In-depth

Alt text for imageAt the Women Leadership School organized by UNDP "Women in Local Democracy" project

Due to its universal presence, with resident offices in more than 170 countries and territories, UNDP is well positioned to comprehensively address and advance gender equality. The only UN agency with a broad development mandate, UNDP acts as a neutral facilitator to broker dialogues among different actors and foster partnerships with central line ministries and other government institutions to promote legal and policy reforms for gender equality and women’s empowerment.

While advancement of gender equality has been highlighted by the government as a development priority of Armenia, there remain several steps before fully eliminating persisting gender gaps. Furthermore, commitment to advance gender equality has yet to be fully recognized as a catalytic measure for development and translated into Armenia’s development policies. 

Gender Development Index

In the 2014 Human Development Report, a new measure, the Gender Development Index (GDI), was introduced. The GDI measures gender inequalities in achievement in three basic dimensions of human development: health (measured by female and male life expectancy at birth), education (measured by female and male expected years of schooling for children and mean years for adults aged 25 years and older); and command over economic resources (measured by female and male estimated GNI per capita). The 2014 female HDI value for Armenia is 0.734 in contrast with 0.728 for males, resulting in a GDI value of 1.008.

Gender Inequality Index

The 2010 HDR introduced the Gender Inequality Index (GII), which reflects gender-based inequalities in three dimensions – reproductive health, empowerment, and economic activity. Reproductive health is measured by maternal mortality and adolescent birth rates; empowerment is measured by the share of parliamentary seats held by women and attainment in secondary and higher education by each gender; and economic activity is measured by the labor market participation rate for women and men. Armenia has a GII value of 0.318, ranking it 62 out of 155 countries in the 2014 index: 10.7 percent of parliamentary seats are held by women, and 94.0 percent of adult women have reached at least a secondary level of education compared to 95.0 percent of their male counterparts.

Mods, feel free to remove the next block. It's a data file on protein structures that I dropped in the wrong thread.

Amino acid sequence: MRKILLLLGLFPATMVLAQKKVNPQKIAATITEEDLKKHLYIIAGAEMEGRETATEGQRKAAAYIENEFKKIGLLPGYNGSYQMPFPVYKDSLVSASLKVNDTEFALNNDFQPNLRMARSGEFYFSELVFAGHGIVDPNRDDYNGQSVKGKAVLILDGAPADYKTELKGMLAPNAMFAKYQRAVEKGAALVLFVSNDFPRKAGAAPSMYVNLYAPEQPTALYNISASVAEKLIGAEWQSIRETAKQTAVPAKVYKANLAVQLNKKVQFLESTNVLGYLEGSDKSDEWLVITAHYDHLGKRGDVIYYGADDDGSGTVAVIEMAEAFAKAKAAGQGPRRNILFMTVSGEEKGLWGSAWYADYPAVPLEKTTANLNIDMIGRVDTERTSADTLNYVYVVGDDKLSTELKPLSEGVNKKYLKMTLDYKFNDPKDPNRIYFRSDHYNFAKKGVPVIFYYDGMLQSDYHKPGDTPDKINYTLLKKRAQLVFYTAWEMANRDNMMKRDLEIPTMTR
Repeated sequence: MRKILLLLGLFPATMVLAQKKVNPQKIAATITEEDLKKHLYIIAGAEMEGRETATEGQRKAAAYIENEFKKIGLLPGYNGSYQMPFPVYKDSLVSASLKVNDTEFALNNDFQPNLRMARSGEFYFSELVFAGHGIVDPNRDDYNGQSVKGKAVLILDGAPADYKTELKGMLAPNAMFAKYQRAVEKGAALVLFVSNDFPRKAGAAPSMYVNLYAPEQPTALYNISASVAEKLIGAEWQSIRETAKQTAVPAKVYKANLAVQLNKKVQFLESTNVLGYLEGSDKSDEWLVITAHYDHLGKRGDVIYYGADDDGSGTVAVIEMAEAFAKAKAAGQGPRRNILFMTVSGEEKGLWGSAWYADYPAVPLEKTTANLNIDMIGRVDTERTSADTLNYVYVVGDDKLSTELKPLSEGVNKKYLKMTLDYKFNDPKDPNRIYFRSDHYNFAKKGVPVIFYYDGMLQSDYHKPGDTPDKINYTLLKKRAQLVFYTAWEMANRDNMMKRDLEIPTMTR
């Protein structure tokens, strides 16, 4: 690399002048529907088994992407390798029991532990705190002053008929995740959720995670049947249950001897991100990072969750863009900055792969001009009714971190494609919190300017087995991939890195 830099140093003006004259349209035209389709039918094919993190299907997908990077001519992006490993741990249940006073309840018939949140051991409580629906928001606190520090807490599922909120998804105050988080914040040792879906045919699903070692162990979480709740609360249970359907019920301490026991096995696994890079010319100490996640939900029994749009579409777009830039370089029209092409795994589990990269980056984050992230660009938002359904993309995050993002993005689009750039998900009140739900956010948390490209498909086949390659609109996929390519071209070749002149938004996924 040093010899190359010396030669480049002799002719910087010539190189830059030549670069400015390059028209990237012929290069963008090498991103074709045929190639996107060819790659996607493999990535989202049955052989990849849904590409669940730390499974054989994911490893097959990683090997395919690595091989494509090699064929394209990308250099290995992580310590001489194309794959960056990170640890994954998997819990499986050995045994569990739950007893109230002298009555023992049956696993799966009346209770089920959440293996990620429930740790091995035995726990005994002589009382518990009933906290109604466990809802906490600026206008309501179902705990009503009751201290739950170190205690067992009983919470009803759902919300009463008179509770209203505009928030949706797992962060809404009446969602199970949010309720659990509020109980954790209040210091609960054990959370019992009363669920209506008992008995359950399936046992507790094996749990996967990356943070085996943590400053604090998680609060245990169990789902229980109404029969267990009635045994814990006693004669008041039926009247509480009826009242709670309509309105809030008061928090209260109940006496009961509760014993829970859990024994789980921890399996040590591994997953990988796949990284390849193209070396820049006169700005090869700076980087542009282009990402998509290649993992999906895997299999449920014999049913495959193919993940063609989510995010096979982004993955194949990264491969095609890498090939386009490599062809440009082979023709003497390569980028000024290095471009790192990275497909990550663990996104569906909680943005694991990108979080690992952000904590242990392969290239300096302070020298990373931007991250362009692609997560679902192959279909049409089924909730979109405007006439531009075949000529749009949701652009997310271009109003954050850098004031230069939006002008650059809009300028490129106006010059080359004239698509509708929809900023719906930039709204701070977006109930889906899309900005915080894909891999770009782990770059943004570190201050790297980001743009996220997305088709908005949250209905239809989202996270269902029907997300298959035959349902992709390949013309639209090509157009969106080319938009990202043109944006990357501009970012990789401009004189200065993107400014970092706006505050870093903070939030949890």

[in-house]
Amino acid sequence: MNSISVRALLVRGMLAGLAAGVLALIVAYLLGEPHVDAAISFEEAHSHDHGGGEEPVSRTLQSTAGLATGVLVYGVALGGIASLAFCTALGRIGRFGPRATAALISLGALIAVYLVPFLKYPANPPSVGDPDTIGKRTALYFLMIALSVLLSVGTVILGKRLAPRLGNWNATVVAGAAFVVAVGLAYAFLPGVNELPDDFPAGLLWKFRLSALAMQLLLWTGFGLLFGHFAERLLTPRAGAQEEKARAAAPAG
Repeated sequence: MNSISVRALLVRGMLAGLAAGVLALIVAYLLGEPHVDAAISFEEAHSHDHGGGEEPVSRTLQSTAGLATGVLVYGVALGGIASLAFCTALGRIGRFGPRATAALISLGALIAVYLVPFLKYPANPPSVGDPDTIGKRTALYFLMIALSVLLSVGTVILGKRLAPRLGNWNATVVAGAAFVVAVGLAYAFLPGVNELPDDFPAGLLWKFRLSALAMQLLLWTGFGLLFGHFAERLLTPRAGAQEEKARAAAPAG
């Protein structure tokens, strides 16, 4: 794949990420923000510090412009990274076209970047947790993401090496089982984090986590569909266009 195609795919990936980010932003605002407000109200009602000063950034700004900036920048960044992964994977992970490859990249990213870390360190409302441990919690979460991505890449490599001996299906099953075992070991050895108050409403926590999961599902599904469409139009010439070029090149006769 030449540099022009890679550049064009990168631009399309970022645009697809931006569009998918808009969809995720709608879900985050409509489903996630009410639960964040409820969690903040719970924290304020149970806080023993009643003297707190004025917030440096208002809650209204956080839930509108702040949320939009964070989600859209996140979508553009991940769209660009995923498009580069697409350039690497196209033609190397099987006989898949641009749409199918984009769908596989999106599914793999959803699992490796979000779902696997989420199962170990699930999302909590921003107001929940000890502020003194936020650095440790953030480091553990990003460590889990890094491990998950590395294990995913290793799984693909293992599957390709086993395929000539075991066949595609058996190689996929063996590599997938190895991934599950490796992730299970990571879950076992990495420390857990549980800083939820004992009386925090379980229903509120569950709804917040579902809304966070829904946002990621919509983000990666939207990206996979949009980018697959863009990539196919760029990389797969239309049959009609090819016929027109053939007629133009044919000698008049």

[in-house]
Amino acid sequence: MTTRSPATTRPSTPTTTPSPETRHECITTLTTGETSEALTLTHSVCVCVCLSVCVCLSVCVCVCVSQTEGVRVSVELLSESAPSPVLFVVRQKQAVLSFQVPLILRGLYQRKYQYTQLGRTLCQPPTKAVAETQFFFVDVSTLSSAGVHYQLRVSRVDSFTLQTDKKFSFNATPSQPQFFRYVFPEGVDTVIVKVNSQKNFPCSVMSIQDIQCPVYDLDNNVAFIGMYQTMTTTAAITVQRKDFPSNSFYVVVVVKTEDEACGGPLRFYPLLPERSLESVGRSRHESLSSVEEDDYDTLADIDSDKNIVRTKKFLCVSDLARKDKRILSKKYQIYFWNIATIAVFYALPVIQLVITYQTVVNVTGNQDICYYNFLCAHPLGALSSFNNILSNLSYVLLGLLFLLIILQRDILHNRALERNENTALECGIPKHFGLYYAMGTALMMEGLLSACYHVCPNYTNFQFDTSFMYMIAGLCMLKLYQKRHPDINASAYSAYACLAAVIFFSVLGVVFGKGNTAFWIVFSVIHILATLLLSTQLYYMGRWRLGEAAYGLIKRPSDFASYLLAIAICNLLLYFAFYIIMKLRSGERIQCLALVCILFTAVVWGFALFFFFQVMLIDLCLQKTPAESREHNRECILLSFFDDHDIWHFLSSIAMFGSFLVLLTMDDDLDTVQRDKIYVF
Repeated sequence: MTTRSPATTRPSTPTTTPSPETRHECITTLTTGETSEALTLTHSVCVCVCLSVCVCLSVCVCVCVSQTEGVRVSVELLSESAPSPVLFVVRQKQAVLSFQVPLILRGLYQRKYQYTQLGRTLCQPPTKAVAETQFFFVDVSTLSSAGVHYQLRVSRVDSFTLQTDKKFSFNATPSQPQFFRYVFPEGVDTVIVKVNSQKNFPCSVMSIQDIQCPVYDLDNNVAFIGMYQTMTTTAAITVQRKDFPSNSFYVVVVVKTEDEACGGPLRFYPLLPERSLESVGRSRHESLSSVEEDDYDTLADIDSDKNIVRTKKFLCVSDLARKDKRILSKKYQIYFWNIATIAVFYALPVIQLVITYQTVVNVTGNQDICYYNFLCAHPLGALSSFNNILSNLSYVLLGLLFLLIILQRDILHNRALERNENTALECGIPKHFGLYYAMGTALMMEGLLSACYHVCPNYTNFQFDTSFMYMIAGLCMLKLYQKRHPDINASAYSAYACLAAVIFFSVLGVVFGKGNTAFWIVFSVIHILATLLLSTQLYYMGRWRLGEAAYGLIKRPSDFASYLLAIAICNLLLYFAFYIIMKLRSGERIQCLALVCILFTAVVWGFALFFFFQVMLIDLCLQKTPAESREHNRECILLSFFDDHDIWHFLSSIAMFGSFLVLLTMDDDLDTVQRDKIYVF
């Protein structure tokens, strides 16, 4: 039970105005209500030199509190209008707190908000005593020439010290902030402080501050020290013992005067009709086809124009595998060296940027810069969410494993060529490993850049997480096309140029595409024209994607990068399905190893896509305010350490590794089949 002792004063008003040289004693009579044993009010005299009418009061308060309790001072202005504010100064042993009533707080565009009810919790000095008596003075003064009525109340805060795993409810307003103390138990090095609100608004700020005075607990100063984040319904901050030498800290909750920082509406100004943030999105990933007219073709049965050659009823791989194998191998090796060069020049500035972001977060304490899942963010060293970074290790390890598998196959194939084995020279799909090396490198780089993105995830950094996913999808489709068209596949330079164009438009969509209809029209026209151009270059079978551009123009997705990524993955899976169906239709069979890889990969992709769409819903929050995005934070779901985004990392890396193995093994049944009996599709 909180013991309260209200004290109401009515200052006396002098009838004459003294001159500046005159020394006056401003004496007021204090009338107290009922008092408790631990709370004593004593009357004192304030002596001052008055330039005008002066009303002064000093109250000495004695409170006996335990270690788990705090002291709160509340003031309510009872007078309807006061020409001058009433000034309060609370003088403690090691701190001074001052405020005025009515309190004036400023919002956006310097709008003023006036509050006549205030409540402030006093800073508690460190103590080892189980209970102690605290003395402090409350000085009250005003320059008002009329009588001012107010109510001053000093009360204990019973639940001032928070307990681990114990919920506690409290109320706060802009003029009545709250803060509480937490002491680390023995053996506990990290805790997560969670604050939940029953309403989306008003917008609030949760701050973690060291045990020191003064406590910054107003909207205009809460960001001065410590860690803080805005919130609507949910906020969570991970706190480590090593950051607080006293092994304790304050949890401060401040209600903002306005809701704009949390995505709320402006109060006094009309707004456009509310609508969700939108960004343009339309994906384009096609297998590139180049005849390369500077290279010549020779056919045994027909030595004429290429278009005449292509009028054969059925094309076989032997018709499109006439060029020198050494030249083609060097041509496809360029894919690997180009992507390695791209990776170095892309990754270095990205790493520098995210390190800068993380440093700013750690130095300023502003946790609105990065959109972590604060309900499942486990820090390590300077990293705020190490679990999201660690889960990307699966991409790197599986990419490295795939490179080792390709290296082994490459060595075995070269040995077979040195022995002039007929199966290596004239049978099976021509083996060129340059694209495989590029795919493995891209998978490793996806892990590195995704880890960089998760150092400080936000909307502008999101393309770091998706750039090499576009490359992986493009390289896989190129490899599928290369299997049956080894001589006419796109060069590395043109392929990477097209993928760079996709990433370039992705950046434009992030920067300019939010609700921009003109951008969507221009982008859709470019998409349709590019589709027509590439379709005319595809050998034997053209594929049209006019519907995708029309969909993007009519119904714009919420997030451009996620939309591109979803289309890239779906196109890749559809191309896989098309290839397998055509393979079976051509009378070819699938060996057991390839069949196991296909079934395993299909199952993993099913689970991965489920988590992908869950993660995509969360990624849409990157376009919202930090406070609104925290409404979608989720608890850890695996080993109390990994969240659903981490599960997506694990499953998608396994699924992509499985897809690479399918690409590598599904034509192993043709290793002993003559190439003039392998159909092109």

What we do

Alt text for imageWe are strong together

Gender and Sustainable Development

For UNDP, creating equal opportunities for women and men is critical for equitable, sustainable economic development and poverty reduction. UNDP continues to strengthen local and national capacities to foster women’s participation in income-generation initiatives and boost economic empowerment by exploring closer collaboration with the government, public and private partners.

Gender and Democratic Governance

UNDP prioritizes women’s empowerment by increasing their representation and participation in decision-making processes. UNDP supports processes that promote people’s expectations for voice, accountability, transparency, and protection of human rights. Additionally, UNDP is engaged in fostering a broader capacity on the ground for more gender-sensitive and gender-responsive results through the following initiatives:

·        Human Rights and anti-corruption;

·        Border management;

·        Citizen engagement.

There are also two stand-alone gender objectives that UNDP’s Armenia Country Programme is working towards:

·        Increasing women’s participation in decision-making;

·        Evidence-based national strategies and partnership to advance gender equality and women’s empowerment.

Gender and Environmental Resilience

UNDP prioritizes gender equality in environmental sustainability and resilience building. UNDP makes increased efforts to capacitate broader equality, inclusion, and opportunities for women and men in relation to environmental sustainability, resilience building, climate change adaptation and mitigation, green economy, green jobs, and environmental education. UNDP promotes gender-responsive and gender transformative development changes on the ground, focusing on the following: